Tesla (NASDAQ: TSLA) received a boosted price target from Morgan Stanley’s Adam Jonas this morning from $272 to $333. The new, raised outlook is based on Tesla’s Robotaxi fleet, which Jonas believes shows extreme upside potential for the automaker through the next ten years.
Jonas holds a 51% success rate and an average return of 8.8%, according to TipRanks.com.
In a note to investors, Jonas describes a new, more positive outlook for Tesla’s planned ridesharing service, which he believes shows tremendous potential compared to Morgan Stanley’s previous forecasts.
“We believe that the company is in a better position to deploy its ride-hail/transportation as a service business faster and more profitably than our previous forecast,” Jonas writes to investors in a note. “Reductions in the price of the car and battery, improvements in the EV charging infrastructure, insurance costs, residual value retention, and other factors have also increased the economic inputs of our Mobility model for Tesla.”
The announcement of Jonas’ price target boost comes just days after Tesla CEO Elon Musk announced that a Beta of the company’s Full Self-Driving suite would be released “in a few weeks.” It turns out that a very limited number of people will receive the capability on Tuesday, a day ahead of the company’s Q3 Earnings Call.
“Limited FSD beta releasing on Tuesday next week, as promised. This will, at first, be limited to a small number of people who are expert & careful drivers,” Musk said in a Tweet.
If the self-driving Beta program yields positive results, Tesla could launch its Robotaxi program before the end of the year, matching Musk’s expectations from early 2020, when he stated it would be ready by 2021. “I think we could see robotaxis in operation with network fleet next year. Not in all markets, but in some,” he said.
With Tesla’s record quarter in deliveries and production, Morgan Stanley also adjusted its forecast of how many cars will use the autonomous ride-hailing platform.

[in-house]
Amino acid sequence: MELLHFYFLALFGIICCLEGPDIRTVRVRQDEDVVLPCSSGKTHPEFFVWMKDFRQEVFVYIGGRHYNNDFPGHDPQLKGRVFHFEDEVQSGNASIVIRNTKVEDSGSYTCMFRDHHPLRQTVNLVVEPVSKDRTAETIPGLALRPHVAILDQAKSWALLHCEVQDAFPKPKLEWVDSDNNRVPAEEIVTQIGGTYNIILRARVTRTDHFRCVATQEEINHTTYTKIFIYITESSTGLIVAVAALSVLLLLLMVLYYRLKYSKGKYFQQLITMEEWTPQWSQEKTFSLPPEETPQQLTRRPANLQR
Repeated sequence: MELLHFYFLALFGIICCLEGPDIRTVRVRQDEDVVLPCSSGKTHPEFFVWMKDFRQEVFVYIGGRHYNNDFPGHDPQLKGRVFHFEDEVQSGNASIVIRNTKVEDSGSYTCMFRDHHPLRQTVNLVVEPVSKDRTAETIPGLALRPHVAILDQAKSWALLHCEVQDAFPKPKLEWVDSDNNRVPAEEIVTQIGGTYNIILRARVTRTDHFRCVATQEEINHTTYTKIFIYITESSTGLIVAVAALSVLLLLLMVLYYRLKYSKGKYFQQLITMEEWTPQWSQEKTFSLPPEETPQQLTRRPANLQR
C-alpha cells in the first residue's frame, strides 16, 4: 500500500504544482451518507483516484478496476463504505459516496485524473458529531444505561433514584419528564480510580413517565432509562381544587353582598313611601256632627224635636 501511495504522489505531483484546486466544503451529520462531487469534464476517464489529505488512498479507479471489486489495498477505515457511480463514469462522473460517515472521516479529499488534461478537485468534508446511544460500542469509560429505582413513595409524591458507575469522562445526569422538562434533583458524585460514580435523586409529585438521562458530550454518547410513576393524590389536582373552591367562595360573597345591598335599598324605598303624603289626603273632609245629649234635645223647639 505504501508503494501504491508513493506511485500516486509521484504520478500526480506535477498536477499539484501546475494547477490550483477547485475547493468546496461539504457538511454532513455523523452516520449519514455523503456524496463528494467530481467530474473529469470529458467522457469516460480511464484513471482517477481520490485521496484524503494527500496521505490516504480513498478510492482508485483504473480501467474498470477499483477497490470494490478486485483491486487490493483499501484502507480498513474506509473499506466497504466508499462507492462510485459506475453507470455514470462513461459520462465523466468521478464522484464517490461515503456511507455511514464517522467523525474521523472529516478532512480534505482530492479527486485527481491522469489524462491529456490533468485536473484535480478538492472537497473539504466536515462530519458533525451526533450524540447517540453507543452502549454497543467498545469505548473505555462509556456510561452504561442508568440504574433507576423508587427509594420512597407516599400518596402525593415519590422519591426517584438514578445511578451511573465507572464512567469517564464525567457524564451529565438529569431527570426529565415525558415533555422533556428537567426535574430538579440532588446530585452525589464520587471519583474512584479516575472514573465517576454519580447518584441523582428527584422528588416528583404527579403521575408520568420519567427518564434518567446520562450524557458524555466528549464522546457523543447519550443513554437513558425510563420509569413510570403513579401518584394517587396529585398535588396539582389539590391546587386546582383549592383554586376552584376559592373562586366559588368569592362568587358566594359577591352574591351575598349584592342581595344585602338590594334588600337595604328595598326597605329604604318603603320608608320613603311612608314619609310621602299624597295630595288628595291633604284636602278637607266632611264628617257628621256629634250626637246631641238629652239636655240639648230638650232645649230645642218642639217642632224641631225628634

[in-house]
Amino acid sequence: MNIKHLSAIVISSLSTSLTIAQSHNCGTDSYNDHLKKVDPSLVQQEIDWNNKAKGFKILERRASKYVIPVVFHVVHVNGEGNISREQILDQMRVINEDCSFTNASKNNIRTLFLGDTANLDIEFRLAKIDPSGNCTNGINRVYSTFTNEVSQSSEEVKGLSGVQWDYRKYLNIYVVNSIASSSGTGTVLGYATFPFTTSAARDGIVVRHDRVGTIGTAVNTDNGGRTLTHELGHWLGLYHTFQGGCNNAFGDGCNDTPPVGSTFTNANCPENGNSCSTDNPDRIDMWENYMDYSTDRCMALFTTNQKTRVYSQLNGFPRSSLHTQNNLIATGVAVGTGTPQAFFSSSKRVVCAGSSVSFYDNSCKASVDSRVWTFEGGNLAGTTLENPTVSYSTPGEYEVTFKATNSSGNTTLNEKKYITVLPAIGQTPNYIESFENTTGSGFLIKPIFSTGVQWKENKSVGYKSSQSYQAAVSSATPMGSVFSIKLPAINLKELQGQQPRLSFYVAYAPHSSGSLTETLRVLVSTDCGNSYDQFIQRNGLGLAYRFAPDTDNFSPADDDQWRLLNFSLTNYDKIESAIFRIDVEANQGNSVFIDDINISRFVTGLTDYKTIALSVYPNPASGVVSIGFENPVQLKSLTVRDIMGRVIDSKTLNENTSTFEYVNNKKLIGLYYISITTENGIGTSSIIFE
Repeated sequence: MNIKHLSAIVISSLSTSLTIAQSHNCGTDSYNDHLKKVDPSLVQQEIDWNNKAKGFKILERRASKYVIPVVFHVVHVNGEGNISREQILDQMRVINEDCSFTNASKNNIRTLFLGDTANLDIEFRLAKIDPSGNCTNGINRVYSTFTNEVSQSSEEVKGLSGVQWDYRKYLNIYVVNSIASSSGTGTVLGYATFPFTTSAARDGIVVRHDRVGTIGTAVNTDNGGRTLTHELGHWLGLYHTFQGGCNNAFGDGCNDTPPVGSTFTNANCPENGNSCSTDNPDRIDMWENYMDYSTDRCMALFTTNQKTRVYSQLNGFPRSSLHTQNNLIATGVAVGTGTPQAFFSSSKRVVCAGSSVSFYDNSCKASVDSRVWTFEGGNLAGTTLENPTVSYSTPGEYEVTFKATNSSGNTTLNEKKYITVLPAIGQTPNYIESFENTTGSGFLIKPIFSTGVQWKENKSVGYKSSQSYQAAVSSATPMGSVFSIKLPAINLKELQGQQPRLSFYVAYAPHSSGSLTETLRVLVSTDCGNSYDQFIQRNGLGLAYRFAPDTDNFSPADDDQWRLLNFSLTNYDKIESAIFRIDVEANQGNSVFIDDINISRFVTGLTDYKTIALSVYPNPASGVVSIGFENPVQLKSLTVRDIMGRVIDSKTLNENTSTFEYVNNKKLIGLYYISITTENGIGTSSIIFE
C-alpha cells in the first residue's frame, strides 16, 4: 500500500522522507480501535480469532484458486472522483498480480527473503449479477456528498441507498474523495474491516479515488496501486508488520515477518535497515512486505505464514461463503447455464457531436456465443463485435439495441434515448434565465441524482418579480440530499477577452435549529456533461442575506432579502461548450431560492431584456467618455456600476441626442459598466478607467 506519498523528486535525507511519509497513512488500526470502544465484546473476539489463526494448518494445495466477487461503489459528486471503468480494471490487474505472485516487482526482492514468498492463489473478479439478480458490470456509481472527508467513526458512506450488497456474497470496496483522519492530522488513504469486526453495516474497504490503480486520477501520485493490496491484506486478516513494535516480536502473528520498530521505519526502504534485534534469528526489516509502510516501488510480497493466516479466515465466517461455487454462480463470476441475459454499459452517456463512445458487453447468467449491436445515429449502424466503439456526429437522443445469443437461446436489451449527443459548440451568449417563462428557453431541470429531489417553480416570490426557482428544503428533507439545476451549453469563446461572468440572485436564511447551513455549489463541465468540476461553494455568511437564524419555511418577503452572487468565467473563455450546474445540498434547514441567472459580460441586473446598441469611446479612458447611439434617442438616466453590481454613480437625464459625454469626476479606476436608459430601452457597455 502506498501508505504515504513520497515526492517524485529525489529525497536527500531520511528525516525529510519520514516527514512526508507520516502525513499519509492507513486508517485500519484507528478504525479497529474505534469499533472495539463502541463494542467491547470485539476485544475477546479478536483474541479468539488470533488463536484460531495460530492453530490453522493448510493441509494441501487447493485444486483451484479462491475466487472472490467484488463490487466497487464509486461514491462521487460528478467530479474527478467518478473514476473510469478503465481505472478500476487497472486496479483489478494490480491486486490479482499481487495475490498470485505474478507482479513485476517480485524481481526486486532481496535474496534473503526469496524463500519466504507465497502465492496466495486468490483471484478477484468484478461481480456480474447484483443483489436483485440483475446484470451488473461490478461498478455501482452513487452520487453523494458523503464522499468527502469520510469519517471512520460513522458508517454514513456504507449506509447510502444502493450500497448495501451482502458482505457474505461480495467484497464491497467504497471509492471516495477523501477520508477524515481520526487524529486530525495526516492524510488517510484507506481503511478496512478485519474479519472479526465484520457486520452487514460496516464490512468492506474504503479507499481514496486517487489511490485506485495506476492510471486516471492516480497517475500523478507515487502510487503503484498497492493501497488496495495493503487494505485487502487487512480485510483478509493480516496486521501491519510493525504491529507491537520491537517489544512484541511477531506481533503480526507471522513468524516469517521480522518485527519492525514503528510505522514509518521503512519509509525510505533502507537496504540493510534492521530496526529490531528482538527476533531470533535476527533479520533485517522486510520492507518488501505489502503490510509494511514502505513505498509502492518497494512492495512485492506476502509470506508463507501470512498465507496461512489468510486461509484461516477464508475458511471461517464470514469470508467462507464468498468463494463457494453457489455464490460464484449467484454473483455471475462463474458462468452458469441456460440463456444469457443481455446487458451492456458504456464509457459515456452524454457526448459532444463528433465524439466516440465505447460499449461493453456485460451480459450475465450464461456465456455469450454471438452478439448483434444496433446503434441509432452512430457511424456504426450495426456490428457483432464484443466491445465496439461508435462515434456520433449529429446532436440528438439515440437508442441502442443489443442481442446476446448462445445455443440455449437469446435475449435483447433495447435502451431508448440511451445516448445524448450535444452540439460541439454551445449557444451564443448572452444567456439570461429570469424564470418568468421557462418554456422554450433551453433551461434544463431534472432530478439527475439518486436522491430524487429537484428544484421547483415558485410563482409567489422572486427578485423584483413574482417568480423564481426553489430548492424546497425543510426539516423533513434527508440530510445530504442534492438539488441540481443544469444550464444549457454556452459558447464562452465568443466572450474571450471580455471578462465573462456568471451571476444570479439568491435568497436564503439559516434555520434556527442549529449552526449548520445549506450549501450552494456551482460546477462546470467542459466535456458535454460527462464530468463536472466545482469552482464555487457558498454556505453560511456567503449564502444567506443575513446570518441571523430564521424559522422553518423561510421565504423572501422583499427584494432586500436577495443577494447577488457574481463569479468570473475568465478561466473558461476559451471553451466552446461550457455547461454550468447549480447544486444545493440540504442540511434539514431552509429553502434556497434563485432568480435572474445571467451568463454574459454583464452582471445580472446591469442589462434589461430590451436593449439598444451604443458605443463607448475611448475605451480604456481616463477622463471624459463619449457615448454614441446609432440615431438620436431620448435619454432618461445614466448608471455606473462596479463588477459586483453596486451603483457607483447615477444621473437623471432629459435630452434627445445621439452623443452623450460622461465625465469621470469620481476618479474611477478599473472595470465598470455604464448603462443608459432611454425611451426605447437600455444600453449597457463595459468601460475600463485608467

“We forecast a launch of 1,000 cars (from the existing fleet) in Tesla Mobility by 2021, rising to 500k cars by 2030, which would account for 2.7% of our Tesla global fleet estimate (18.6mm units) by that year. Our previous assumption for the Tesla Mobility fleet was 240k units by 2030,” Jonas wrote. “We assume $45,000 per cost car (vs. $60k previously) and a 7-year useful life, and other savings, driving our exit OP margin of Tesla mobility to 14.7% (10.4% previously). We use a 10% WACC (11% previously) and a 4% terminal growth rate (2% previously) implying an exit PE multiple of 17.3x (11.3x previously). Taken together, our valuation of Tesla Mobility rises to $42bn ($41/share) vs. $7.3bn ($7/share) previously.”
With increased production rates in the U.S., along with a new facility being built in Texas, Tesla will have more than enough opportunities to bring a new wave of ride-sharing to the United States. Eventually, the service will make an international debut, but this depends on regulatory permissions that vary in each market.
Jonas’ $333 price target is met with a $716 bull case price target, and a $108 bear case.
At the time of writing, TSLA shares were trading at $452.45, up about .8% for the session.
Disclaimer: Joey Klender is a TSLA Shareholder.